A recent trawling expedition in the Galveston Ship Channel brought up the mini-makings of a seafood platter: there were young crabs, shrimp, squid and trout in abundance, along with a few less recognizable fish.

“Those are anchovies,” our fishing expert said.

Anchovies? Those briny morsels, loved or loathed by pizza eaters, right here in Galveston Bay? Well, yes and no. Bay anchovies are plentiful in local waters, but they’re not the kind that are canned and used in Caesar salads, Mediterranean dishes and savory sauces.

Local bay anchovies definitely get eaten, but by other fish, not people. Most of the anchovies we eat were caught in the Mediterranean or off the Pacific coast of Peru.

While fish may be gobbling up anchovies, not all humans are willing to take the bait. Because the anchovy fillets we usually encounter have been brined and either canned in oil or packed dry in salt, they have an intense flavor that some people find too fishy. Many recipes avoid that by chopping the fillets finely or by simmering the fillets in hot oil for a few minutes until they fall apart, dispersing smaller bits of the strong flavor more widely.

Anchovies add a punch of flavor to Worcestershire sauce; because the fish are dissolved and mixed with other ingredients, there’s no hint of fish. The same technique is used when anchovies are added to pasta sauces, including the classic pasta puttanesca.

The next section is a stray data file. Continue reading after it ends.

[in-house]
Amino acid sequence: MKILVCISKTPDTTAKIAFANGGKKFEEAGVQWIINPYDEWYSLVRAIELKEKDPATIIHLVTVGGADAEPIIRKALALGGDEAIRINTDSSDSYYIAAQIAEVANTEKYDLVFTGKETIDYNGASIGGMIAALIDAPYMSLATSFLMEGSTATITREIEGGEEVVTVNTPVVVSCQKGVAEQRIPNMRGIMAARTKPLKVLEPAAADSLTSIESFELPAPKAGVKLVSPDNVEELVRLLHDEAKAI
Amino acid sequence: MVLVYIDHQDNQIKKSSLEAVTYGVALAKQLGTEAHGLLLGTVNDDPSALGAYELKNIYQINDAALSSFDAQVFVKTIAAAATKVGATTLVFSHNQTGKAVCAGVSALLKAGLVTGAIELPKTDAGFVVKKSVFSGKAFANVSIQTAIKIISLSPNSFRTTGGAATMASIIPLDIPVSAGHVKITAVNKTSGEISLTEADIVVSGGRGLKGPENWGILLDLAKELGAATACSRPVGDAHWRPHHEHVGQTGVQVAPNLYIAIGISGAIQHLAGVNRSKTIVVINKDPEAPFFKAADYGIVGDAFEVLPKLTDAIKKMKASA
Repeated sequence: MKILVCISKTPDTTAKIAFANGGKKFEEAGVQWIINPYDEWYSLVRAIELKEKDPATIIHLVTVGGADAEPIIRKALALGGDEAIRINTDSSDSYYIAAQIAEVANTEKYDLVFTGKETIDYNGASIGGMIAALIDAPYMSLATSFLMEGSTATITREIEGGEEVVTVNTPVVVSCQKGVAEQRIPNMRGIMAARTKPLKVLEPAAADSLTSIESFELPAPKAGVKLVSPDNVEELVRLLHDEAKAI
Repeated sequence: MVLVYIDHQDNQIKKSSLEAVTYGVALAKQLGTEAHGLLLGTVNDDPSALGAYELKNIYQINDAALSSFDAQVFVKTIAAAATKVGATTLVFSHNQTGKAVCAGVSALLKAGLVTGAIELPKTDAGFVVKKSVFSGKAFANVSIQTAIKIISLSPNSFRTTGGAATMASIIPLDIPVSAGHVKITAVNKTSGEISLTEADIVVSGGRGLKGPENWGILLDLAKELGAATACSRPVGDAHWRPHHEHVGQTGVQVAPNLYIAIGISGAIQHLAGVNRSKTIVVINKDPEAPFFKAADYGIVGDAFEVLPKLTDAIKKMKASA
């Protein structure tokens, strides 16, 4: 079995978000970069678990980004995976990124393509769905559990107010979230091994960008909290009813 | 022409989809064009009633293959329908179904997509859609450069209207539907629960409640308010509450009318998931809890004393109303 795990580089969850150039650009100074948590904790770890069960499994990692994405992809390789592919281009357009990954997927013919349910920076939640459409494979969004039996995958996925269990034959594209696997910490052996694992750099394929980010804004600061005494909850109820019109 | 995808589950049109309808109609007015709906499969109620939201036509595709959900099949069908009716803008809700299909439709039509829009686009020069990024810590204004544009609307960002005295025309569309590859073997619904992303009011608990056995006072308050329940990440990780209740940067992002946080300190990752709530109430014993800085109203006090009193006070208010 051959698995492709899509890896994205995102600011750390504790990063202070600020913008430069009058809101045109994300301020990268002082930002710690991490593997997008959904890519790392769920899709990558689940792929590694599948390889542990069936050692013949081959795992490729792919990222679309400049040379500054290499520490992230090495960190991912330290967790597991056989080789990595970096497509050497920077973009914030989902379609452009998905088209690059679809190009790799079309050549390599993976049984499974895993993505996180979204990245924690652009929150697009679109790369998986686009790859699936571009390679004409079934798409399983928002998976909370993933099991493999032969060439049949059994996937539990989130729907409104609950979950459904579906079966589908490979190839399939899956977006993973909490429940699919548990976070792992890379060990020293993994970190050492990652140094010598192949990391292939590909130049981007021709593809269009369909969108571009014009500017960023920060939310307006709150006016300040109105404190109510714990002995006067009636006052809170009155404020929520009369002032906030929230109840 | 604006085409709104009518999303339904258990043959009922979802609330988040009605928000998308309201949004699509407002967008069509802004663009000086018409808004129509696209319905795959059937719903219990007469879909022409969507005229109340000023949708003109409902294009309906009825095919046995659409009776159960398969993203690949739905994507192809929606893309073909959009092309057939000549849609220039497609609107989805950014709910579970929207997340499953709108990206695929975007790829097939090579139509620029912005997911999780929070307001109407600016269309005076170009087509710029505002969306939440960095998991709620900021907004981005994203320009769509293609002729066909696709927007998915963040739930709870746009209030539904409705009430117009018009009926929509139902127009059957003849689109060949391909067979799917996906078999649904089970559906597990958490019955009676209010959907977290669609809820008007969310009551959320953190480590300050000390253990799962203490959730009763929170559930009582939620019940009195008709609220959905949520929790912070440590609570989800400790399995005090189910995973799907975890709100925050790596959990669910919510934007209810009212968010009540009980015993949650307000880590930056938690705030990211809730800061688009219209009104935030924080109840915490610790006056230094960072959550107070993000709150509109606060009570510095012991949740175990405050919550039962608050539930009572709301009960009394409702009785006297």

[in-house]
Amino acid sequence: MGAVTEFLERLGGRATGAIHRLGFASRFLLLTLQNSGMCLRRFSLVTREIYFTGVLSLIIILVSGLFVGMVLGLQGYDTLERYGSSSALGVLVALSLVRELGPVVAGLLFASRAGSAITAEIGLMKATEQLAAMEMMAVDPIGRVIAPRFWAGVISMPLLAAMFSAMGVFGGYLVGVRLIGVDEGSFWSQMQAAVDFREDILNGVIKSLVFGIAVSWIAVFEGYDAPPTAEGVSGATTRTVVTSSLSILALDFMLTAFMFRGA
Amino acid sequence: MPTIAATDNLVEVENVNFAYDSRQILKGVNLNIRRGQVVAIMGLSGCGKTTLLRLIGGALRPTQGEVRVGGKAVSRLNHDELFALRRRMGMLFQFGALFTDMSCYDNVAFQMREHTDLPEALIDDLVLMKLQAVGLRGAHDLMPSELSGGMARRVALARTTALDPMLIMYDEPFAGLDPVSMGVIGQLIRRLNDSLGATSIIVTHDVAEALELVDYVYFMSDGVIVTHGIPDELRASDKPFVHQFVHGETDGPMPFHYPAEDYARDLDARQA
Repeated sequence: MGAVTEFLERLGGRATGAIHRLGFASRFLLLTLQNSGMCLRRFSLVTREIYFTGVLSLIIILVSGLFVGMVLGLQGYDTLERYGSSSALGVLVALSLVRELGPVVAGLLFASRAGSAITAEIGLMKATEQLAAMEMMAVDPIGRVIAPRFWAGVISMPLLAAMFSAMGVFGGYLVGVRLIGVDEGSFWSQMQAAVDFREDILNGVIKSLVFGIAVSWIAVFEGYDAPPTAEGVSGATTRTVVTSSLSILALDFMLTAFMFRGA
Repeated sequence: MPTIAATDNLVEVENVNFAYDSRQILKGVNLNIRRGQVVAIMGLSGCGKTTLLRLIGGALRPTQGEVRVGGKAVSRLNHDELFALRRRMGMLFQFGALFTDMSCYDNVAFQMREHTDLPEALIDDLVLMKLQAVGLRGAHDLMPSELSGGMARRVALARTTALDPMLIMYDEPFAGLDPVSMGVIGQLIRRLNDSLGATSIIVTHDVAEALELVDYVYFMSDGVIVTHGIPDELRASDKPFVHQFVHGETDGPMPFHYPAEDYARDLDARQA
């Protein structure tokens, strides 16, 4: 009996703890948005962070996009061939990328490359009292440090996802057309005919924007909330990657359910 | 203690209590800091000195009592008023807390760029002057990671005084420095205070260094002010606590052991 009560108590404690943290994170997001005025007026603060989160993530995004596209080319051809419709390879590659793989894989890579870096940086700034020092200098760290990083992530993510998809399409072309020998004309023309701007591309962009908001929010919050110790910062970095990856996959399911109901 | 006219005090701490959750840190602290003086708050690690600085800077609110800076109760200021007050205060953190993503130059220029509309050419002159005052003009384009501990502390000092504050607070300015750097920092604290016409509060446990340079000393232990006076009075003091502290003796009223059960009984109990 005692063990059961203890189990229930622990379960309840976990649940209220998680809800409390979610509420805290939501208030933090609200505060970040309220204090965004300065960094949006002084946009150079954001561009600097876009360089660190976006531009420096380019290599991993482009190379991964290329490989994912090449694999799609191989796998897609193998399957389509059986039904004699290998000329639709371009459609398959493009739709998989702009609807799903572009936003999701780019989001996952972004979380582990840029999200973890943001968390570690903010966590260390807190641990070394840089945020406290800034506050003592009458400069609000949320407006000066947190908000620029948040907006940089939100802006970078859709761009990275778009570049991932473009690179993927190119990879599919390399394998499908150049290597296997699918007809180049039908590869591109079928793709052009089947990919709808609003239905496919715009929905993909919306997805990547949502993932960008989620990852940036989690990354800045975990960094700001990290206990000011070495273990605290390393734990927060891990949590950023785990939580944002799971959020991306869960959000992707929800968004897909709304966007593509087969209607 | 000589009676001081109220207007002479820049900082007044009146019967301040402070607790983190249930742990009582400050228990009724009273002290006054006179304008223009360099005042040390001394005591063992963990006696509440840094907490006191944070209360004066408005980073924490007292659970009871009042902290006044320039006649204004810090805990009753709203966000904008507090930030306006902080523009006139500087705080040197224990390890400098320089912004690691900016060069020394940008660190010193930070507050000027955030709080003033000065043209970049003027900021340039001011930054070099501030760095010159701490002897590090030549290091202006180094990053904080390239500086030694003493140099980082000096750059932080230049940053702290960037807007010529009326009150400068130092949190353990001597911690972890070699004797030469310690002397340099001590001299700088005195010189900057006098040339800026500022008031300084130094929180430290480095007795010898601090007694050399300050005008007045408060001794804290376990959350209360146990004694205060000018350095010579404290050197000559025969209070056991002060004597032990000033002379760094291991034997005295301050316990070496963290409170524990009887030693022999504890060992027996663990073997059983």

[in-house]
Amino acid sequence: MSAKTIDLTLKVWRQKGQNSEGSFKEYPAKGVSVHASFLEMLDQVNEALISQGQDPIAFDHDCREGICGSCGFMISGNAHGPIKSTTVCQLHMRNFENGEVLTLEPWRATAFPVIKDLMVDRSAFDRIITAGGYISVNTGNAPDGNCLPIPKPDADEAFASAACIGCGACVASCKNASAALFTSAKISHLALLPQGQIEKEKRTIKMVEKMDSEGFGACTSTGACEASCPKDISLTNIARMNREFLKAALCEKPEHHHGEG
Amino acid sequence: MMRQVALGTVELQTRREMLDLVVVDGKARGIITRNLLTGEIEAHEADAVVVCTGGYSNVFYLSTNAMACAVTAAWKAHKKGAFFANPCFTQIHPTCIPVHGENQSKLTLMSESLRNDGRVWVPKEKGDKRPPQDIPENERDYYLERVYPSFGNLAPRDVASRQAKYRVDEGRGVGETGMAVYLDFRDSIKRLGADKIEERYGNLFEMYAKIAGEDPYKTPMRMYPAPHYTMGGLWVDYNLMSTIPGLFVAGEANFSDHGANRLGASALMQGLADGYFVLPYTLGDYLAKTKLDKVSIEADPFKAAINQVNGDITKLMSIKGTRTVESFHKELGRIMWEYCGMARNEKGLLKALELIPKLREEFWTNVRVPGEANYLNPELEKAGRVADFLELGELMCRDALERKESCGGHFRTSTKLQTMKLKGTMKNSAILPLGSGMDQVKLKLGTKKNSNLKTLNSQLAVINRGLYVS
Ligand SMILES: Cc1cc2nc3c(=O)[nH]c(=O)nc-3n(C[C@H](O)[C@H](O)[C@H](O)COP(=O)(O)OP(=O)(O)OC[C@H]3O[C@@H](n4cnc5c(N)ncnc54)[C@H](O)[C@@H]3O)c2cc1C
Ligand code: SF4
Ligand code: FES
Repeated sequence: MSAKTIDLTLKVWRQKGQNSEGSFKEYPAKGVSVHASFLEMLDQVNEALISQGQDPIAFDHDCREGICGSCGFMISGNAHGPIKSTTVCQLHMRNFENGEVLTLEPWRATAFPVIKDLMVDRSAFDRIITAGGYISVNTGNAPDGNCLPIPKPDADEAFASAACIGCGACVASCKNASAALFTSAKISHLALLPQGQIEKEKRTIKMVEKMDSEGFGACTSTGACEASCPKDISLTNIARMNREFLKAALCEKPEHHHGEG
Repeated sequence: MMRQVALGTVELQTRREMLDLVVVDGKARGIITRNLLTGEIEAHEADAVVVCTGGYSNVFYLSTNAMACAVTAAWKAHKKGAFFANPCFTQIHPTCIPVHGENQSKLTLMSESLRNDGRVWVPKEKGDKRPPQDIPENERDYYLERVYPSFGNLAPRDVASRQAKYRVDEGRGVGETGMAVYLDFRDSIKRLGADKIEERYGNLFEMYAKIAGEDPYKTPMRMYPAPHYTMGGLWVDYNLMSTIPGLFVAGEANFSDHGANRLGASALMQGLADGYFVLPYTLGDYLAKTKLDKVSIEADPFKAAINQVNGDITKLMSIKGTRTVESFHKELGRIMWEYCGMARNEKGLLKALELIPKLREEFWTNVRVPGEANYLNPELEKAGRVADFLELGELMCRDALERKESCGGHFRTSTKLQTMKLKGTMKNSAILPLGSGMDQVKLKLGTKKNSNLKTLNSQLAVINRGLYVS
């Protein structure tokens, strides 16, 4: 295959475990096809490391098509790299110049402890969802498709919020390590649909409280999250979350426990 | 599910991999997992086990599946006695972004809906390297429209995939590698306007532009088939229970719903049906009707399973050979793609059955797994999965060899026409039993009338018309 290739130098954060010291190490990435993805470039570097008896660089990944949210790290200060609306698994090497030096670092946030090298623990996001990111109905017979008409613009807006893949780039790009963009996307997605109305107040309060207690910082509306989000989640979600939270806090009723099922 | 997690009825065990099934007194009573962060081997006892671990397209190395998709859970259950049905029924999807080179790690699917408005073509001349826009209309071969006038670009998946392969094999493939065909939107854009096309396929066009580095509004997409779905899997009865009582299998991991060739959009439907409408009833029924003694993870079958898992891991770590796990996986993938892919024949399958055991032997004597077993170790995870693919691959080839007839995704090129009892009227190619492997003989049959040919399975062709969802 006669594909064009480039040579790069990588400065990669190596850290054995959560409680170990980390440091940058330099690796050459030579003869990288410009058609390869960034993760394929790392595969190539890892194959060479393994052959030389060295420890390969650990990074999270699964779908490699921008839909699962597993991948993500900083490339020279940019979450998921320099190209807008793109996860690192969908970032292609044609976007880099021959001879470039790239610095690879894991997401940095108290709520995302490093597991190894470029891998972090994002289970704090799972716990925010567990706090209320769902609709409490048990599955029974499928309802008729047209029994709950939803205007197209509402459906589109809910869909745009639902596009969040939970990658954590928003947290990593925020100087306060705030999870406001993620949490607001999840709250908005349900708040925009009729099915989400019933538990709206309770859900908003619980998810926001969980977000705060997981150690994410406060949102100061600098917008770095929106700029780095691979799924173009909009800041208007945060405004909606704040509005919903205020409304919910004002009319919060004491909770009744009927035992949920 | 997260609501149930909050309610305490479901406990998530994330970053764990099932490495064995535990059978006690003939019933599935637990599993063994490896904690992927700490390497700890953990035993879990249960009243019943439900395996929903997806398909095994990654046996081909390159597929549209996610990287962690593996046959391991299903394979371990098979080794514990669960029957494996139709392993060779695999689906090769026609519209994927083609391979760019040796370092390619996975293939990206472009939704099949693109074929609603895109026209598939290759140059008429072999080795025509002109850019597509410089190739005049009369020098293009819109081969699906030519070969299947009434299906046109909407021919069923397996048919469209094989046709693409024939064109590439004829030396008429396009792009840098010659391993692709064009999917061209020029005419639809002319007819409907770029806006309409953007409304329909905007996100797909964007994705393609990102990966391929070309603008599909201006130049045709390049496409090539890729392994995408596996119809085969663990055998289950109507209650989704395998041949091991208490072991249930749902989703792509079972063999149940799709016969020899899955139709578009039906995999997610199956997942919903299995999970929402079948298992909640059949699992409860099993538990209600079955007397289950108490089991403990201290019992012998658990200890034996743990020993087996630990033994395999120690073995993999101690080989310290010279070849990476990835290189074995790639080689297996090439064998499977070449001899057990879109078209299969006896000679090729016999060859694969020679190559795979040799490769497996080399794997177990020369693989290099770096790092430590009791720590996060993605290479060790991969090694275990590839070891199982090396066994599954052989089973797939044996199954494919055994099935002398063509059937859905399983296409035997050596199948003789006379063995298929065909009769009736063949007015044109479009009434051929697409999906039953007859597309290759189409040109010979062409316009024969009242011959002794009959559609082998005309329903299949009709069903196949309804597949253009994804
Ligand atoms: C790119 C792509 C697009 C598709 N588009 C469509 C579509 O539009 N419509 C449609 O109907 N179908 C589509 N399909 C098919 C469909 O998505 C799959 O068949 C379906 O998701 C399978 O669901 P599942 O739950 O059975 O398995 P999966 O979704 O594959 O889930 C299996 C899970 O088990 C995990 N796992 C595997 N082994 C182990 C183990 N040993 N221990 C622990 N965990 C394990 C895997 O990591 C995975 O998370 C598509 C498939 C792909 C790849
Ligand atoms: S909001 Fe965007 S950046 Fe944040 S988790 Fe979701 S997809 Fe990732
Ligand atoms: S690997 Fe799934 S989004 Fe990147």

Puttanesca sauce is one of the fastest pasta sauces to put together; it takes so little time to make that it can be ready before the the pasta is cooked. The sauce relies on canned and jarred ingredients, including olives, capers, tomatoes and anchovies. The anchovies add a subtle pucker, but for those who are sensitive to salt, the fillets can be soaked in milk or white wine to draw off some of the salt and pungency.

That pungency comes strictly from healthy nutrients, as anchovies, and similar small fish such as sardines, contain almost no mercury. Unlike larger fish such as tuna, anchovies don’t retain mercury, which collects in larger fish throughout their lifespans. Anchovies can also be a significant source of calcium and omega-3 fatty acids, which help to prevent cardiovascular diseases.

Even people who swear they don’t like anchovies may be eating them, since they’re an essential ingredient in every Caesar salad. When prepared tableside, the dramatic production always starts with mashing a few anchovy fillets in a wooden bowl. Even variations on the salad, such as an avocado-enriched dressing, get their punch from anchovies.

For a less hidden, but still subtle, taste of anchovy, tiny bits are mixed into an eggy dough to produce airy, savory puffs. While the dough is similar to cream puff dough and baked the same way, it is made with cheese and spices to make the small bites a crispy snack or accompaniment to happy hour drinks.

Bernice Torregrossa: bernice92@aol.com.

(1) comment

AJ LeBlanc

Years ago I was with a buddy in a pizza restaurant where we decided to split a pizza. He ordered anchovies on "his half". Turns out, there's no such thing as a "half anchovie" pizza. [scared]

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